Touch screen shop windows arrive for real estate agents

Author -  Holly Ryan, NZ Herald

With the housing market still hot across the country, real estate agents are looking for an edge over the competition, with several agencies turning to technology to do this.

Local digital marketing company Labyrinth Solutions has developed a touch screen storefront that allows customers standing outside to browse properties for sale directly from the real-estate branch window, even when the business is closed.

The technology was originally developed for retailers, but Labyrinth managing director Vaughan Reed said he realised there was now a huge demand for the product in the real-estate industry.

"Lots of people stop by real estate agencies after hours or on weekends, when sales staff have left for the day," Reed said.

"We found real estate agencies wanted something attention grabbing that could provide practical help in their absence. The traditional static window cards aren't engaging and make it hard to find what you are looking for," he said.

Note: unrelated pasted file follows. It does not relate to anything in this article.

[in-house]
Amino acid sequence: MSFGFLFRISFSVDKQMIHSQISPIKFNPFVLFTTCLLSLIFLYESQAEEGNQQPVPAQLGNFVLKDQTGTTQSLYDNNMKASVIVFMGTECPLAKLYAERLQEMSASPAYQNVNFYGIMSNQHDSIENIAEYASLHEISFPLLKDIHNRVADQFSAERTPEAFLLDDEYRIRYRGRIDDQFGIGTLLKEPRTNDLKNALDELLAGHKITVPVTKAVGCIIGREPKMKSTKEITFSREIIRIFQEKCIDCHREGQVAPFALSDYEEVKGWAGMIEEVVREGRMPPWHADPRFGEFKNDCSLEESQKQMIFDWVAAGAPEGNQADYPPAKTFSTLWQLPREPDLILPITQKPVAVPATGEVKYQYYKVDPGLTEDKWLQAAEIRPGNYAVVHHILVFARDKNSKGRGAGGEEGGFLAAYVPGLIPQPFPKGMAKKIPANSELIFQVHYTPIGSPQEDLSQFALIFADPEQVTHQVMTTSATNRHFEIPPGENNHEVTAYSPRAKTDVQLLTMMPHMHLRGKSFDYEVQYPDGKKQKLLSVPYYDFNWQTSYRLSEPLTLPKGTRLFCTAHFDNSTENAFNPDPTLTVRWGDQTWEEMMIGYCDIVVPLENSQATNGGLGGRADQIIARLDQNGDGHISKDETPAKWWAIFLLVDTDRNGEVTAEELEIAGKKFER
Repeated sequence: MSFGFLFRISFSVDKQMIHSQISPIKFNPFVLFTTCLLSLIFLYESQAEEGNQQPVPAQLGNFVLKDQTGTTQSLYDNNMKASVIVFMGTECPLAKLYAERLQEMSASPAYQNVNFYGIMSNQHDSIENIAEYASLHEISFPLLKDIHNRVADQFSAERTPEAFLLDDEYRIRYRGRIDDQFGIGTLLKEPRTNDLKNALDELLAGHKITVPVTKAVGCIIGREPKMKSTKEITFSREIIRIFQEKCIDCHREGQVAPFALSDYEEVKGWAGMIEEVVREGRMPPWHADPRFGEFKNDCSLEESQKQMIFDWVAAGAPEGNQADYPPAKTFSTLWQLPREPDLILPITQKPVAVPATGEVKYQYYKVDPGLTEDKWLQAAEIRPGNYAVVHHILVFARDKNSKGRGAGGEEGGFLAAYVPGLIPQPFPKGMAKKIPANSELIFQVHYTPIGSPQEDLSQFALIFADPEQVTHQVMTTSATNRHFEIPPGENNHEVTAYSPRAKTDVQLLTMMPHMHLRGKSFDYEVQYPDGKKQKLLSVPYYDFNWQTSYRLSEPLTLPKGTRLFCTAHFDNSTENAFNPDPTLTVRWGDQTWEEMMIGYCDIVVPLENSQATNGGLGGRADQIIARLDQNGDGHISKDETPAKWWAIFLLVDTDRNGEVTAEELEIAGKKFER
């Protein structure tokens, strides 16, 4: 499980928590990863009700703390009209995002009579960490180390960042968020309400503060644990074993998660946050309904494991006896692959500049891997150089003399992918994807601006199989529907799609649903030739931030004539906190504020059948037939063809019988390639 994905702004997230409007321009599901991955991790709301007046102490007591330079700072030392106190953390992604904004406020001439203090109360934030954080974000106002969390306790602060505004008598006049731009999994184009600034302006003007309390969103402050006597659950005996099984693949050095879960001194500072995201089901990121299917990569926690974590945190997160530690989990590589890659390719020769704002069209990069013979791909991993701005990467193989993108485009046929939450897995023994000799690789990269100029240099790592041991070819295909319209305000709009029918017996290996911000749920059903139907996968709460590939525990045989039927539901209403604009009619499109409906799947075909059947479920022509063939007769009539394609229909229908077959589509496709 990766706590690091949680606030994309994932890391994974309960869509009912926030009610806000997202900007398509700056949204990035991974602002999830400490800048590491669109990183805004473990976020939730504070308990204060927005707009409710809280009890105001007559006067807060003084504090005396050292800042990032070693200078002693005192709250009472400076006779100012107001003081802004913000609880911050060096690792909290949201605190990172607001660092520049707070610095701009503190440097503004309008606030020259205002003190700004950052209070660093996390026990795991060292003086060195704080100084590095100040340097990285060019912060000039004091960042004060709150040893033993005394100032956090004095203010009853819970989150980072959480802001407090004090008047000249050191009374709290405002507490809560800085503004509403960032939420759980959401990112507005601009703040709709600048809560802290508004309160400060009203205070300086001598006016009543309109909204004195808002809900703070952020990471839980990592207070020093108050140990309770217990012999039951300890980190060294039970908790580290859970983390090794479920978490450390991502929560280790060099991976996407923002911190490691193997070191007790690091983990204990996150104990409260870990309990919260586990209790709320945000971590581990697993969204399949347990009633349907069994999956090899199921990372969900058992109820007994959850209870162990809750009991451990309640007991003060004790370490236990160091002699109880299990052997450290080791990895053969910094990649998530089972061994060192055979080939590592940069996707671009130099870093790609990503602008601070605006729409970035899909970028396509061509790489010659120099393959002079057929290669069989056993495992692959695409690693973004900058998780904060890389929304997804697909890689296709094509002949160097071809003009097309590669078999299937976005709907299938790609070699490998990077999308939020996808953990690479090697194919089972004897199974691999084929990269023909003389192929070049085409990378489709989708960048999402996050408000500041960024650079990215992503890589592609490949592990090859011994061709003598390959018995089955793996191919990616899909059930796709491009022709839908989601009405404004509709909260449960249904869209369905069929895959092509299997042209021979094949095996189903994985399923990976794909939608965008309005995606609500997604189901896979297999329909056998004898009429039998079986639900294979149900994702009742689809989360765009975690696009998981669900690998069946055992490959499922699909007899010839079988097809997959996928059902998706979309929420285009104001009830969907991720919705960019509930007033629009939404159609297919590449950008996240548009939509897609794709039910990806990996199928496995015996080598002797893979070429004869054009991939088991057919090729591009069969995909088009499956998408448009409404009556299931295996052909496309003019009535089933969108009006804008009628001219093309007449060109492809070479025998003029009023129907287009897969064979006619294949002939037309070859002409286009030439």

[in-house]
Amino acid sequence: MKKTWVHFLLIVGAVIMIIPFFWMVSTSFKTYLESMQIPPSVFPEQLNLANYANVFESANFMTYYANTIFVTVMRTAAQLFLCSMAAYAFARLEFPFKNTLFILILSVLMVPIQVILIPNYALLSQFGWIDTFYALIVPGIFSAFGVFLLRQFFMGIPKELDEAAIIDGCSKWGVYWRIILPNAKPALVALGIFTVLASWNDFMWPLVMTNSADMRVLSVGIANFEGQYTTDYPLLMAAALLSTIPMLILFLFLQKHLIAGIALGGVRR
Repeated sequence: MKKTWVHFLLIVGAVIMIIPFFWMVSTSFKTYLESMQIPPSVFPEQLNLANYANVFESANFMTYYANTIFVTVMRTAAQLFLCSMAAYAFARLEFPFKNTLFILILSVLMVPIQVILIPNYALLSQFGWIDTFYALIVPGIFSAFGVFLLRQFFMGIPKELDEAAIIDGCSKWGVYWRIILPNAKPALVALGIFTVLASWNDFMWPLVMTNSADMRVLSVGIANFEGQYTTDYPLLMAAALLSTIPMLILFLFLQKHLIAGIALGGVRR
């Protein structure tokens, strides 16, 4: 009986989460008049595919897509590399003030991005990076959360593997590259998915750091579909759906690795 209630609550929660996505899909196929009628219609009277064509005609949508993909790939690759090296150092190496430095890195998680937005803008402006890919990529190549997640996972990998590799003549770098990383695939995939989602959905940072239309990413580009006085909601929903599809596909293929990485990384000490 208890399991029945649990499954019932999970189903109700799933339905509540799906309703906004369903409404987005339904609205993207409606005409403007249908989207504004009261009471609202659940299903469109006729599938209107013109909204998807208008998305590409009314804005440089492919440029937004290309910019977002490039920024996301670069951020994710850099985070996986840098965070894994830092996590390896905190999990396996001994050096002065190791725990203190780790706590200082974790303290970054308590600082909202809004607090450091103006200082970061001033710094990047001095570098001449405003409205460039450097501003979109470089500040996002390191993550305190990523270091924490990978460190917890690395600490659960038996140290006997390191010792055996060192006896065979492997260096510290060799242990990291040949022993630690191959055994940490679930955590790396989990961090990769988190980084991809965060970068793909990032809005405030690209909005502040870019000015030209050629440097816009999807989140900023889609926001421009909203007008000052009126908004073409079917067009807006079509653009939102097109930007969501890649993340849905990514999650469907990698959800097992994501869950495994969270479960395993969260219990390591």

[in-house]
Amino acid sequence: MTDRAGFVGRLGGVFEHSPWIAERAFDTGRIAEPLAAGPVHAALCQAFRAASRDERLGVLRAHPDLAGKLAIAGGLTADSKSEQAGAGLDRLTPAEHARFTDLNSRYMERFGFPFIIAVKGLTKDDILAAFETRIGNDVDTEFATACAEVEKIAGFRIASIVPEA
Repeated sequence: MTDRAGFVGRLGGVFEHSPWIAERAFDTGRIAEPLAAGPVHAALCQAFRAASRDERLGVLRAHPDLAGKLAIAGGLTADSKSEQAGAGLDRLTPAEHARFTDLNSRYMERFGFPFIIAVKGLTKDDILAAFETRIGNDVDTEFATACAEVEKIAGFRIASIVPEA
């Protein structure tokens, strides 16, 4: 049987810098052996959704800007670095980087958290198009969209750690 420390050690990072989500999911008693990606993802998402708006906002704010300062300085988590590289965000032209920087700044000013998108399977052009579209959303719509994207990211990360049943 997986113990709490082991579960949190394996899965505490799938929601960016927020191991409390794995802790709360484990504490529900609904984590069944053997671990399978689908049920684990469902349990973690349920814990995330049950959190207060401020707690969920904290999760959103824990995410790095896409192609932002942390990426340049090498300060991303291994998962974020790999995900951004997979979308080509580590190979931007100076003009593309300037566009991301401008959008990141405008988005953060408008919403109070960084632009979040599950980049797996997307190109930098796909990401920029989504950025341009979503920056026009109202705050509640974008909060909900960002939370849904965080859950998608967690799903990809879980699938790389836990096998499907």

The technology has been installed at LJ Hooker in the West Auckland suburb of Hobsonville and Prestige on the North Shore last month, with more branches lined up to follow.


Amy Anderson, sales manager at Hobsonville LJ Hooker said the interactive capability of the technology as well as standing out in the marketplace with unique technology was a significant advantage for the business.

"It's great that it's 24 hours, so if someone is looking when we are out of the office, they can still have a browse and find what they're after," Anderson said.

"We love that they can define their search, browse listings, send us enquiries and email themselves listings of interest - and all without needing screeds of paper. Online and digital is the space to be in so we jumped at the chance," she said.

Labyrinth's first customer was Newmarket retailer the Homestore, but Reed said the technology had been available overseas for some time now.

In June 2013, eBay partnered with Kate Spade to create a pop-up shop with a 24-hour "shoppable window", which allowed shoppers to select and order Kate Spade merchandise and have it delivered.

The interactive glass technology allowed retailers to give their customers the full range of product without having to have it all in-store and taking up floor space, with eBay nicknaming the technology as "The wall as a mall".

Article on NZ Herald

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